Tiny Owl books are Riveting Reads! We’re very excited to be included in The School Library Association’s publication of A World of Books in Translation by Joy Court and Daniel Hahn as part of the Riveting Reads series. Initiated by author and SLA President Kevin Crossley-Holland, the annotated guide showcases over 100 children books in translation with additional commentary from authors, publishers and campaigners.
“…Riveting Reads breaks completely new ground and is likely to mark a turning point in the awareness of translated children’s books. And it could scarcely be more timely…not only because the best foreign novels and picture books are quite outstanding but also because they’re the cornerstone of crucial cultural exchange and are of huge educational value; all the more so at a time when individuals and families from so many different countries and cultures are working and settling in the United Kingdom… How thrilling it is to step as a young reader into a world at once familiar and unfamiliar – just the same yet strangely different.” Kevin Crossley-Holland
We’re delighted that three of our publications were included. You can read the reviews below:
The Little Black Fish, Samad Behrangi, trans. Azita Razzi, ills. Farshid Mesghali
Gorgeously illustrated in this Tiny Owl edition by Farshid Mesghali, the first ever Asian winner of the Hans Christian Andersen Award, The Little Black Fish has been called Iran’s most famous children’s book of all time. As with most animal stories it can certainly be read as an allegory and its political reading ensured that it was banned in pre-revolution Iran. You can see why the story of the little fish who defies convention (and his Mother!) swims away from the small section of the stream which confines their lives on a quest to see ‘if the stream goes on and on, or whether it comes to an end.’ Throughout his journey he meets other creatures who also believe that there is nowhere else beyond their own limited environment and that their way of life and their view of the world is the only way to be. 5+
The Orange House, Nahid Kazemi, trans. Azita Razzi
From a new publisher dedicated to global children’s literature, this subtle story of belonging, friendship and intergenerational respect is truly beautiful. The Persian author illustrator used to hand-make and paint her own books as a child and this tactile feel is preserved in the imagery of this tale of an old house left behind by all the new skyscrapers. Yet it shows how we can incorporate and remain sympathetic to our cultural heritage whilst keeping up with the needs of a fast-paced and growing world 4+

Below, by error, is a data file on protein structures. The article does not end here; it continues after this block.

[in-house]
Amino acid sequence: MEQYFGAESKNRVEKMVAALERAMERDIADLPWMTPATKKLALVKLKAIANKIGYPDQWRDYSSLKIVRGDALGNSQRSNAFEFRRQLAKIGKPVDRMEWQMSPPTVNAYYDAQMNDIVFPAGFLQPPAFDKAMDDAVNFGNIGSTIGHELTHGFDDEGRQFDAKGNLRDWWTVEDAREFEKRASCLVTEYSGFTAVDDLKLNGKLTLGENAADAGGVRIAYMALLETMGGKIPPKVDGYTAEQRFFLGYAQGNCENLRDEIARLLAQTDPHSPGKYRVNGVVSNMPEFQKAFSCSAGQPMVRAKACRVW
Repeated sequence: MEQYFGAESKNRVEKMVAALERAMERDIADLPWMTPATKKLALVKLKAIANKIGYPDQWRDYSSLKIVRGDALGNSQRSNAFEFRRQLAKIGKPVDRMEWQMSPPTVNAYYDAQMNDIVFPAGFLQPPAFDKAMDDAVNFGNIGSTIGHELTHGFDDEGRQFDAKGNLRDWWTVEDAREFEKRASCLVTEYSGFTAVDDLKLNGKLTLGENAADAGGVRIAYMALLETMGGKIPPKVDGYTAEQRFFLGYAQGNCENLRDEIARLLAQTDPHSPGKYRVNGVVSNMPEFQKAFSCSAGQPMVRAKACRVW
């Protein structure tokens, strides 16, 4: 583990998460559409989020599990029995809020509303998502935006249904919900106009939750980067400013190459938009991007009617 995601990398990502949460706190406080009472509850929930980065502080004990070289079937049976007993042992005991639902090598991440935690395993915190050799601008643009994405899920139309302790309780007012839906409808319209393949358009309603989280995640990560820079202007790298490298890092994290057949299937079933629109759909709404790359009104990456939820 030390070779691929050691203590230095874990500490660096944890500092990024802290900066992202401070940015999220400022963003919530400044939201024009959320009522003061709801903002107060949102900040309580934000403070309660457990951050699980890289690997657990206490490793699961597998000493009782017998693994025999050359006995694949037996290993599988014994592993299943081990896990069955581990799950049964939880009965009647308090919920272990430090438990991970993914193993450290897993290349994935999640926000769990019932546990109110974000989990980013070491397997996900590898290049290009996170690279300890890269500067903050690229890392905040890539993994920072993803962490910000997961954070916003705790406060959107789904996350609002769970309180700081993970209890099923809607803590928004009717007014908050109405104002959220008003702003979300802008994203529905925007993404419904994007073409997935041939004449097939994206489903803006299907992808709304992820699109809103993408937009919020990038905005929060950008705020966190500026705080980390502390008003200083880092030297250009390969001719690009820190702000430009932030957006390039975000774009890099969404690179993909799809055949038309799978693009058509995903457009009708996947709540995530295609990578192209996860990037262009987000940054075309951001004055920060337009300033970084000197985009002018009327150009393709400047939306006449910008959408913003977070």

The Snowman and the Sun, Susan Taghdis, trans. Azita Razzi, ills. Ali Mafakheri
What happens to a snowman when the sun comes out? He melts, of course. And then he turns into water, evaporates, returns to the sky and falls again as rain, or as in this case, snow. This modern-day fable, from an Iranian author and illustrator partnership, can make children think about how our attachments to people and things live on even though they change and sometimes disappear and can also be an excellent way to introduce the water cycle. The child-like artwork on graph paper background has lovely humorous touches, such as the bumble bee riding a bicycle. 3+
This wonderful quote by Deborah Hallford, Outside In World, summaries the importance of the guide:
“Translated children’s literature can broaden our horizons, helping to break down the barriers of geography, language and race, and build bridges between nations. We can help develop tolerance and understanding of other peoples’ beliefs and cultures, by enabling young audiences to access, explore and enjoy books from other countries. Now, more than ever, Britain must not become culturally insular, so we must encourage more books published from different languages. There is a wonderful array of rich tradition and culture in children’s literature from around the world that needs to be experiences by UK readers.”
- Buy Riveting Reads: A World of Books in Translation.
- Read more reviews on The Little Black Fish, The Orange House and The Snowman and the Sun.